I mix and wedge alot 'today', (humps and single cones) and throw 'tomorrow'. There is no rule that says you must throw immediately after wedging. Just wrap the wedged clay well in plastic, go relax and drink a cup of tea. Tomorrow when you prepare to throw it feels so much better to have done the prep.
John 3:16
"For God so loved the world that He gave His only begotten Son, that whosoever believeth in Him should not perish but have everlasting life".

#13 Nightshade

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Posted 28 March 2012 - 09:33 PM


Messy is fine with me. It's just frustrating to be done wedging your clay, then be too fatigued to do anything with it lol. Any other tips on anything else?



Working with the clay has benefits to the body, but can also be detrimental. That is why I workout with a total gym type machine, do push ups, pull ups, and a device the strengthens the wrists. It is quite simply a short section of broom handle with a rope attached in the middle with a weight on the end. Every other day I lift the weight by rolling the rope around the handle with my hands held at arms length on either end of the rope turning the handle to raise the weight. Helps a lot to use the muscles in other ways. I also exercise because I am a PWD T2 on no medication. At 62 you have to do anything you can to keep from losing your strength-I still have a lot of big pots in me!



I wish it were as simple as that for me. I have had Chronic Fatigue and Fibromyalgia, as well as some other things, for the past 4 years. Not fun! I basically have a set am out of energy per day. If I push it too hard, my body shuts down. I've learned to balance it out over time and know when to quit. Right now other people wedge my clay for me lol. I like being independent as much as possible, so that's why I'm asking for help. I appreciate the advice though. Thanks! :)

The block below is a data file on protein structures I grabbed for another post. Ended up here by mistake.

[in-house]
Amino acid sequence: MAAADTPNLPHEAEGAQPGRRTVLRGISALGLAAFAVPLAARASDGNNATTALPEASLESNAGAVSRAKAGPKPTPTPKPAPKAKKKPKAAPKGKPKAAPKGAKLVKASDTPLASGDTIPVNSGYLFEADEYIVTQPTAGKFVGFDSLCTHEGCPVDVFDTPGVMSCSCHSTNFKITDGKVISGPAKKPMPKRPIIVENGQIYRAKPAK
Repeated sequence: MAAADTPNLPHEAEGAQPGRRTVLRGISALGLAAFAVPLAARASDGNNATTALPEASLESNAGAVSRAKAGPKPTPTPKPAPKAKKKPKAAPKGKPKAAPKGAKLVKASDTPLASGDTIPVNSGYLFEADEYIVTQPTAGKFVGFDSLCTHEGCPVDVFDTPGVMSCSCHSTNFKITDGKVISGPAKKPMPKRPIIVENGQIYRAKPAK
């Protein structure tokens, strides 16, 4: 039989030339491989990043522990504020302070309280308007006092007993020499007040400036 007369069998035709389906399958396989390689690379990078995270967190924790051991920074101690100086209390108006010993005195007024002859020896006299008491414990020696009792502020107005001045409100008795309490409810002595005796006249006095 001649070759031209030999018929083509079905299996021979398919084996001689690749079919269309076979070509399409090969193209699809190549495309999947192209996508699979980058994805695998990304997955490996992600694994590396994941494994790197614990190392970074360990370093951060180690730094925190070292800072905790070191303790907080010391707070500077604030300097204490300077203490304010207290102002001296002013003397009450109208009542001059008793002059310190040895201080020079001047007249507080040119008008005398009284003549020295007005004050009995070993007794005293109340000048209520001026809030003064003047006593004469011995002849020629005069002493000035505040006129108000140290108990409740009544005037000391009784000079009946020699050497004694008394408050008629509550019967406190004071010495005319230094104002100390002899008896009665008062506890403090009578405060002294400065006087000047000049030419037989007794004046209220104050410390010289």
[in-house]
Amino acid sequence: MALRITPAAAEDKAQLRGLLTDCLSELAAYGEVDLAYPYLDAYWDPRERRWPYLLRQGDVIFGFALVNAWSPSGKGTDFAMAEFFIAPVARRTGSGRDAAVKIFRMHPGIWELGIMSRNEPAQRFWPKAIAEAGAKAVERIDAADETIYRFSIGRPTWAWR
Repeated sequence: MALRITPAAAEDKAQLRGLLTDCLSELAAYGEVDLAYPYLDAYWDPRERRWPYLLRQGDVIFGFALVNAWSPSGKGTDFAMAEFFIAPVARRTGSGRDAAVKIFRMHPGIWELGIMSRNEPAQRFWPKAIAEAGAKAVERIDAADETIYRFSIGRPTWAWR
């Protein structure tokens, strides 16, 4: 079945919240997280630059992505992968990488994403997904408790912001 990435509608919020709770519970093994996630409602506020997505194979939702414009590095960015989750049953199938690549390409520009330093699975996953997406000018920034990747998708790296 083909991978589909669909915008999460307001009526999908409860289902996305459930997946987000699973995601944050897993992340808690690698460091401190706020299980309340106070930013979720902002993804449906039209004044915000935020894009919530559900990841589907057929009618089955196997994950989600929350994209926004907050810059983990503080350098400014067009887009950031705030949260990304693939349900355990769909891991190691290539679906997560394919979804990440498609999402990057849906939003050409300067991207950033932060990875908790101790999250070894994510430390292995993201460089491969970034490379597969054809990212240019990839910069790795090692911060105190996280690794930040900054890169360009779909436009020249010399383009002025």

#14 Pres

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Posted 28 March 2012 - 09:40 PM



Messy is fine with me. It's just frustrating to be done wedging your clay, then be too fatigued to do anything with it lol. Any other tips on anything else?



Working with the clay has benefits to the body, but can also be detrimental. That is why I workout with a total gym type machine, do push ups, pull ups, and a device the strengthens the wrists. It is quite simply a short section of broom handle with a rope attached in the middle with a weight on the end. Every other day I lift the weight by rolling the rope around the handle with my hands held at arms length on either end of the rope turning the handle to raise the weight. Helps a lot to use the muscles in other ways. I also exercise because I am a PWD T2 on no medication. At 62 you have to do anything you can to keep from losing your strength-I still have a lot of big pots in me!



I wish it were as simple as that for me. I have had Chronic Fatigue and Fibromyalgia, as well as some other things, for the past 4 years. Not fun! I basically have a set am out of energy per day. If I push it too hard, my body shuts down. I've learned to balance it out over time and know when to quit. Right now other people wedge my clay for me lol. I like being independent as much as possible, so that's why I'm asking for help. I appreciate the advice though. Thanks! :)


At this point the only thing that comes to mind in your case is out of an old Clint Eastwood movie ". . . we shall endeavor to persevere." Good luck, each day one at a time. If I come up with anymore thoughts I will send them your way here.